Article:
But as for that day and hour no one knows it---not even the angels in heaven---except the Father alone. - Matthew 24:36 (NET)
If we hold to the idea that the early church, having rightly comprehended what Jesus meant by His fall-of-the-Temple-focused discourse (as recorded in Matthew 24, Mark 13, and Luke 21), tightly connected the fall of the Temple with the coming of the Son of Man to the Ancient of Days in order to receive His kingdom, then the heavy inclusion of all of the Son of Man language throughout the Gospels makes even greater sense. While we will not take the time to review all of the mentions of the Son of Man, it is worth taking a bit of time to review and to draw out some conclusions and inferences that would have been obvious to Jesus’ original audience.
In a superficial review, we notice that John has the fewest uses of “Son of Man.” Mark clocks in with the next fewest, while both Matthew and Luke are replete with its usage (Luke nearly doubling Mark’s count, while Matthew more than doubles Mark’s usage). While John obviously pursues its agenda on a different path than do the synoptics, Mark’s relative restraint in using the term is understandable if it is, in fact, cautiously and expectantly composed before the fall of the Temple. Of course, we do not simply assert that a lack of details in indicative of a pre-fall composition, as Mark could certainly have been just as precise and non-verbose, as opposed to his evangelistic counterparts, while writing after the Temple’s fall.
Once we hear correctly and contextually hear Jesus’ Son of Man language within His crystal clear, prophetical, and predictive speech about the coming fall of the Temple, doing so in the light of Daniel’s seventh chapter, we do ourselves a tremendous disservice if we do not reflect on a few of its appearances prior to the Temple speech in which Jesus connects the Temple’s fall with the Son of Man’s arrival and kingdom acquisition. Sticking with Matthew’s presentation for our purposes here, we find ourselves in a state of superior comprehension of the words of Jesus when we hear such things as “Whenever they persecute you in one place, flee to another. I tell you the truth, you will not finish going through all the towns of Israel before the Son of Man comes” (10:23); “The Son of Man will send His angels, and they will gather from His kingdom everything that causes sin as well as all lawbreakers” (13:41); “For the Son of Man will come with His angels in the glory of His Father, and then He will reward each person according to what He has done” (16:27)---a clear Daniel seven reference; and “I tell you the truth, there are some standing here who will not experience death before they see the Son of Man coming in His kingdom” (16:28). We can comfortably equate the last of these mentions of the Son of Man with the fall of the Temple, as would be made clear later in Matthew. For the followers of Jesus, seeing the Son of Man coming in His kingdom was the same thing as seeing the Temple fall.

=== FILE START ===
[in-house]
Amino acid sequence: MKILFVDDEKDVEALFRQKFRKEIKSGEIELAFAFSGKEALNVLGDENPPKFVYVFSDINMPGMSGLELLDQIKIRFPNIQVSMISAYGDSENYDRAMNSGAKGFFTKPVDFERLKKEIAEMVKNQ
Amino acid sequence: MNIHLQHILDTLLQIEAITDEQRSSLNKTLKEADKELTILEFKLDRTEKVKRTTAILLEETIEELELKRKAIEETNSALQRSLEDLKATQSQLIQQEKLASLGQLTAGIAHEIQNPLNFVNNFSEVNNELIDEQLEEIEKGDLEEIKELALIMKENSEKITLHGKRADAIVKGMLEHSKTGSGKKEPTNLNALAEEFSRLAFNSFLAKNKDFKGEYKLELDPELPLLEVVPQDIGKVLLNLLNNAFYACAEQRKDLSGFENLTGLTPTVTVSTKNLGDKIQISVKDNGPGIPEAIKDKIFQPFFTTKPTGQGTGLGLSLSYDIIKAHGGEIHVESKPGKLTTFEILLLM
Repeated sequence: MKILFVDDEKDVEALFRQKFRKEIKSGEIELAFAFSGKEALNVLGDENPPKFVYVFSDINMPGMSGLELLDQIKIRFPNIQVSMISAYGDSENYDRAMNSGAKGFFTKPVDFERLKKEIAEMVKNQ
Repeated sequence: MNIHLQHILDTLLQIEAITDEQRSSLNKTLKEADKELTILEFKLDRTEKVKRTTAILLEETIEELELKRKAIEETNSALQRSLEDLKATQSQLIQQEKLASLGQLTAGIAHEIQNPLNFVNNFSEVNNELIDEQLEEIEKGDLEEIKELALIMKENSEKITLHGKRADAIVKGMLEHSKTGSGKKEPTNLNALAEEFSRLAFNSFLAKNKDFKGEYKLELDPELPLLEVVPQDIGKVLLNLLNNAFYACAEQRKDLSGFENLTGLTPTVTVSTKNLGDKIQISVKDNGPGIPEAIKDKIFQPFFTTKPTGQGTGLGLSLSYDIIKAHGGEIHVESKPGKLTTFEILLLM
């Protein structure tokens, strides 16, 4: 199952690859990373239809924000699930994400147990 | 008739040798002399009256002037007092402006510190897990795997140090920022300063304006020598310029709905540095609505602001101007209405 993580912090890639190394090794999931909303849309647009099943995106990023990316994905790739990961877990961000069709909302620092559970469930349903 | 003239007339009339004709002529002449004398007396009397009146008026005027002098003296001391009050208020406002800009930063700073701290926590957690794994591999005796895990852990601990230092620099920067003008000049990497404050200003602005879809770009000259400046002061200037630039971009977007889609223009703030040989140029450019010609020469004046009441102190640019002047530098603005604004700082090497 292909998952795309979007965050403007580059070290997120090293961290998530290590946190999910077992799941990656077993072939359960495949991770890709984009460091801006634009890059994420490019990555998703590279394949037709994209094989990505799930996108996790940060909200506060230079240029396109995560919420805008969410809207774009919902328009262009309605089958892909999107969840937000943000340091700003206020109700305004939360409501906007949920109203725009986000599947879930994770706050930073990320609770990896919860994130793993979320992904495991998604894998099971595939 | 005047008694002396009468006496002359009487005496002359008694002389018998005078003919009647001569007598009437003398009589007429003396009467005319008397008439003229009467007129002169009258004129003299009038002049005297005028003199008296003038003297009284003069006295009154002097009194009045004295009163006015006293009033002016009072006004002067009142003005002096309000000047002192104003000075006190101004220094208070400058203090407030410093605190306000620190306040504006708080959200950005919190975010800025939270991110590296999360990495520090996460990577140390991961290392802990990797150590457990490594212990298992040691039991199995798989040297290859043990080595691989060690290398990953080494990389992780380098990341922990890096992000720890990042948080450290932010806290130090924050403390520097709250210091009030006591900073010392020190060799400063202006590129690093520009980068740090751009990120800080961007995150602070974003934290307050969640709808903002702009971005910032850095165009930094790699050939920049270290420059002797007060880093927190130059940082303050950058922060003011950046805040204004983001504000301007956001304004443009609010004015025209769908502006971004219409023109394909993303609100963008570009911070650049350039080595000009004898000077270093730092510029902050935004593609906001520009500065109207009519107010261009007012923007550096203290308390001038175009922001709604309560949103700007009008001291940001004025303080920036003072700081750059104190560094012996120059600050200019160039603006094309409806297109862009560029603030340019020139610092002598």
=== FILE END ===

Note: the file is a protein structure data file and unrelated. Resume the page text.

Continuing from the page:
We must also make mention of the fact that talk of “heaven and earth,” in that day, was a common way of referencing the Temple. This leads us back to consider that which precedes Jesus’ statement that “as for that day and hour no one knows it---not even the angels in heaven---except the Father alone” (Matthew 24:36). Just before Jesus says this, and immediately after He speaks about the generation that will see the Temple fall, Jesus says “Heaven and earth will pass away, but My words will never pass away” (24:35). This, though the synoptic authors disagree in so many of their details in their presentation of Jesus’ Temple-and-Son-of-Man focused apocalyptic discourse, is identically reported by the three evangelists---a fact that, like the other identically reported statement that preceded it (concerning the generation that would see the fall of the Temple), should not escape our attention. Now, do we let our imaginations wander about, causing us to hear Jesus going off on a tangent about the end of the world when He speaks these words, or do we hear Him within context, speaking in a very understandable way? Obviously, we should choose the latter option.
Jesus has not changed the subject. Jesus has not gone off on a tangent. He is speaking about the fall of the Temple. He is continuing to answer the question posed to Him at the beginning of the chapter, following His declaration that not one stone of the Temple would be left upon another, as to when this would happen. He has given the bulk of His answer, telling His disciples and other hearers the types of things that they would see and which should prepare them for the Temple’s fall, and re-asserts the finality of His prediction when He says that “Heaven and earth,” the Temple, “will pass away, but My words,” perhaps this prediction, “will not pass away.” In other words, Jesus says, “Oh yes, the Temple is going to fall. You can count on it happening.” Beyond that, we can hear Him making an existential claim, in that even though the Temple will pass away, His words, words that spring from the true Temple, will never pass away. Also, because it is coincident with the fall of the Temple that Jesus (the Son of Man) will be going before the Father (the Ancient of Days) to receive His kingdom, those who are listening to Him, and those who come to believe in Him through the preaching of His disciples, can have confidence that His words are words that will endure.